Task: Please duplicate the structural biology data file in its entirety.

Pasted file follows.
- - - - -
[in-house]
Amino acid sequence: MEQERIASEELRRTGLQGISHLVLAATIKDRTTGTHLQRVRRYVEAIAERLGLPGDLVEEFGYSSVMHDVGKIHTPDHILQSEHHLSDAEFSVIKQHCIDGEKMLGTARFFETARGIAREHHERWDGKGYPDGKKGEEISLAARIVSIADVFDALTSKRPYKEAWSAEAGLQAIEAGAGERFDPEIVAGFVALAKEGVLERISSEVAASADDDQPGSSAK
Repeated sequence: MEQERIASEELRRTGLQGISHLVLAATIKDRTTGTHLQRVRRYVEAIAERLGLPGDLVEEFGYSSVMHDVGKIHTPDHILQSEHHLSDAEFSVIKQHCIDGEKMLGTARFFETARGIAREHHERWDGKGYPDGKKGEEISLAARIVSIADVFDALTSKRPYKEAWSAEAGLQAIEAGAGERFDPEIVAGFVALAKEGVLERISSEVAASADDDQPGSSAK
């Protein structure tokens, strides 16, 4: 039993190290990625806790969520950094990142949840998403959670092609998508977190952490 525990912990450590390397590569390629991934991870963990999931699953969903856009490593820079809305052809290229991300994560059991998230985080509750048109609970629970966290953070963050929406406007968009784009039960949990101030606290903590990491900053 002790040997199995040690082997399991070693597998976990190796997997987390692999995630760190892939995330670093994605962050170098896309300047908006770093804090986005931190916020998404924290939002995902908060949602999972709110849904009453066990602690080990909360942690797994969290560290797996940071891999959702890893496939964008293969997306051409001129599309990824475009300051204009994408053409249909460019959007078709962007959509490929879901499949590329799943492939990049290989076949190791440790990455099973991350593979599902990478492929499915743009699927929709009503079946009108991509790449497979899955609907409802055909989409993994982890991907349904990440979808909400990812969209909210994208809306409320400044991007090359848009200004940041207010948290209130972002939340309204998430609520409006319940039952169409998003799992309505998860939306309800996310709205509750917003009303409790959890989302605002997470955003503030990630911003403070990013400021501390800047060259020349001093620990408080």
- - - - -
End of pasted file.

[in-house]
Amino acid sequence: MEQERIASEELRRTGLQGISHLVLAATIKDRTTGTHLQRVRRYVEAIAERLGLPGDLVEEFGYSSVMHDVGKIHTPDHILQSEHHLSDAEFSVIKQHCIDGEKMLGTARFFETARGIAREHHERWDGKGYPDGKKGEEISLAARIVSIADVFDALTSKRPYKEAWSAEAGLQAIEAGAGERFDPEIVAGFVALAKEGVLERISSEVAASADDDQPGSSAK
Repeated sequence: MEQERIASEELRRTGLQGISHLVLAATIKDRTTGTHLQRVRRYVEAIAERLGLPGDLVEEFGYSSVMHDVGKIHTPDHILQSEHHLSDAEFSVIKQHCIDGEKMLGTARFFETARGIAREHHERWDGKGYPDGKKGEEISLAARIVSIADVFDALTSKRPYKEAWSAEAGLQAIEAGAGERFDPEIVAGFVALAKEGVLERISSEVAASADDDQPGSSAK
């Protein structure tokens, strides 16, 4: 039993190290990625806790969520950094990142949840998403959670092609998508977190952490 525990912990450590390397590569390629991934991870963990999931699953969903856009490593820079809305052809290229991300994560059991998230985080509750048109609970629970966290953070963050929406406007968009784009039960949990101030606290903590990491900053 002790040997199995040690082997399991070693597998976990190796997997987390692999995630760190892939995330670093994605962050170098896309300047908006770093804090986005931190916020998404924290939002995902908060949602999972709110849904009453066990602690080990909360942690797994969290560290797996940071891999959702890893496939964008293969997306051409001129599309990824475009300051204009994408053409249909460019959007078709962007959509490929879901499949590329799943492939990049290989076949190791440790990455099973991350593979599902990478492929499915743009699927929709009503079946009108991509790449497979899955609907409802055909989409993994982890991907349904990440979808909400990812969209909210994208809306409320400044991007090359848009200004940041207010948290209130972002939340309204998430609520409006319940039952169409998003799992309505998860939306309800996310709205509750917003009303409790959890989302605002997470955003503030990630911003403070990013400021501390800047060259020349001093620990408080």